The concrete structure sits on the waters edge. The structure is about 30 feet tall. It stands wider at the base of the structure, and narrows going towards the top. The top of the structure is flat and big enough to hold The Osprey nest, which is big
Look for 2 adults on the nest. The adult pair will show pair bonding behaviors such as vocalizations, aerial sky dances, and the male feeding the female fish. You may see the pair copulating, which typically begins 14 days before laying eggs.
Females will lay 1 - 4 eggs at a rate of one egg every 1 - 2 days. After laying, incubation starts. Look for adults taking turns sitting low in the nest incubating eggs. The incubation period can last 35 - 43 days.
Chicks hatch ~39 days after incubation begins. Look for adults bringing food to the nest and making "head bows" into the center. Chicks typically can't be seen until they are 2 - 3 weeks old, so feeding behavior is the only way to know chicks are there.
Around 4 weeks after hatching, look for the heads of chicks to show over the rim of the nest, particularly when adults bring food to the nest. Other times they lie flat and are harder to see. Count the number of chicks in the nest before they learn to fly
Chicks begin flying around 7 - 8 weeks old, and are still fed by the adults. Count the number of chicks who have successfully fledged the nest and are observed flying.
Chick Last Observed
4 - 10 weeks after fledging, chicks begin leaving the nest area to migrate south, once they have learned to fly and feed themselves. Record the date that the last chick left the nest.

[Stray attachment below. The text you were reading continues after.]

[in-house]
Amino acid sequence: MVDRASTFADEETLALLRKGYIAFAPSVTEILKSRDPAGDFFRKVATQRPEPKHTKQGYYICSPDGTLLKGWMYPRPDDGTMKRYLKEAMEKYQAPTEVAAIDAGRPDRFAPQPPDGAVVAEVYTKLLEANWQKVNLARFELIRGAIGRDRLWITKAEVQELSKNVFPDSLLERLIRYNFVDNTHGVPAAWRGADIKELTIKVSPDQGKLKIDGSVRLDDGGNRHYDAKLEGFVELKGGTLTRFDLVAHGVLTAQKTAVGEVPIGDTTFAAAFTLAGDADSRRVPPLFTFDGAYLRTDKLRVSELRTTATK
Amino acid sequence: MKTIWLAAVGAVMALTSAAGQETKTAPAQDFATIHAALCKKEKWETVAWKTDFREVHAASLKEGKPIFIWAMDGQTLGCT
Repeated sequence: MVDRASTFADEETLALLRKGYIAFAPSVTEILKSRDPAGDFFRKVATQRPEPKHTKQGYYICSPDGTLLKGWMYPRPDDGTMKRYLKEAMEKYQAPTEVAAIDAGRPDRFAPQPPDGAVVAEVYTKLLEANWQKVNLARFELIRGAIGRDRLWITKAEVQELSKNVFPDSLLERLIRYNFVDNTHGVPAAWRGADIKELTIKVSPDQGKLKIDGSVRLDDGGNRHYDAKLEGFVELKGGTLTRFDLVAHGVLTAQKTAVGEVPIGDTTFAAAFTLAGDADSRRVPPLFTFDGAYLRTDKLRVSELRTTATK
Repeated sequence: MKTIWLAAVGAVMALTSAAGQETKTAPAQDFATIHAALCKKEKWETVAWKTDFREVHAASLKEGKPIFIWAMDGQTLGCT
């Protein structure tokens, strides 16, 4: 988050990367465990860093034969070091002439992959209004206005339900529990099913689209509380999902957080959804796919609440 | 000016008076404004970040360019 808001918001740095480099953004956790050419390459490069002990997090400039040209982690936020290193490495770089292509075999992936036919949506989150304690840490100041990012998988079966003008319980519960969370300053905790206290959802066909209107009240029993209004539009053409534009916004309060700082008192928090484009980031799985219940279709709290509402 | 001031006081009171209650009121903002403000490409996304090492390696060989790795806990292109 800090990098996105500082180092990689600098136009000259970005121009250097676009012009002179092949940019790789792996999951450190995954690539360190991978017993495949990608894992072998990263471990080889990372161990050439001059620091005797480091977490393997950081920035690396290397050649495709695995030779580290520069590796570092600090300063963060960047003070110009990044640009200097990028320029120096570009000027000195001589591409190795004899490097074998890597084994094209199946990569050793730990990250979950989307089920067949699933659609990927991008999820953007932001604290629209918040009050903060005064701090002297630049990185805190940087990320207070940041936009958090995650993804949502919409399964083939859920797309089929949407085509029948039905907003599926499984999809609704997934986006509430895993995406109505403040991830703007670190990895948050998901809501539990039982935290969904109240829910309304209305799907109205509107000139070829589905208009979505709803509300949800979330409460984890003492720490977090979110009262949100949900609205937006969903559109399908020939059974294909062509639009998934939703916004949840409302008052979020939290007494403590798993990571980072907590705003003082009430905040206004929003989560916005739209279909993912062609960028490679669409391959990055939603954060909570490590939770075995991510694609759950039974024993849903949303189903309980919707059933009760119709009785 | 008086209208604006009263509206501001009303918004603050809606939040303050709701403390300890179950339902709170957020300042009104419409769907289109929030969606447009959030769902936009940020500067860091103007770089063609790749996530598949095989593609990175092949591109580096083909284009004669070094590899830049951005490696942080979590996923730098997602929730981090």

Look for signs of nest failure like adult abandonment, adults no longer incubating eggs or feeding young.
Upon arrival of the third and final observation of The Great Pillar of Ospreys nest, the nest was active. There was no egg laying, incubation initiation, clutch hatching, nestlings, fledglings, first check fledging, or nest failure. The nest was active. The female was, again, perched on the nest, and the male Osprey was flying near and around the nest. After a few minutes, the male Osprey flew out of site and the female Osprey remained perched on the nest for the remainder of the observation.
The second visit to the the Great Pillar of Ospreys, I observed a female Osprey perched on the nest. The female had a light/pale necklace on its breast. This female Osprey didn't leave it's nest. It stayed perched the entire time of observation, and there was no male Osprey in sight.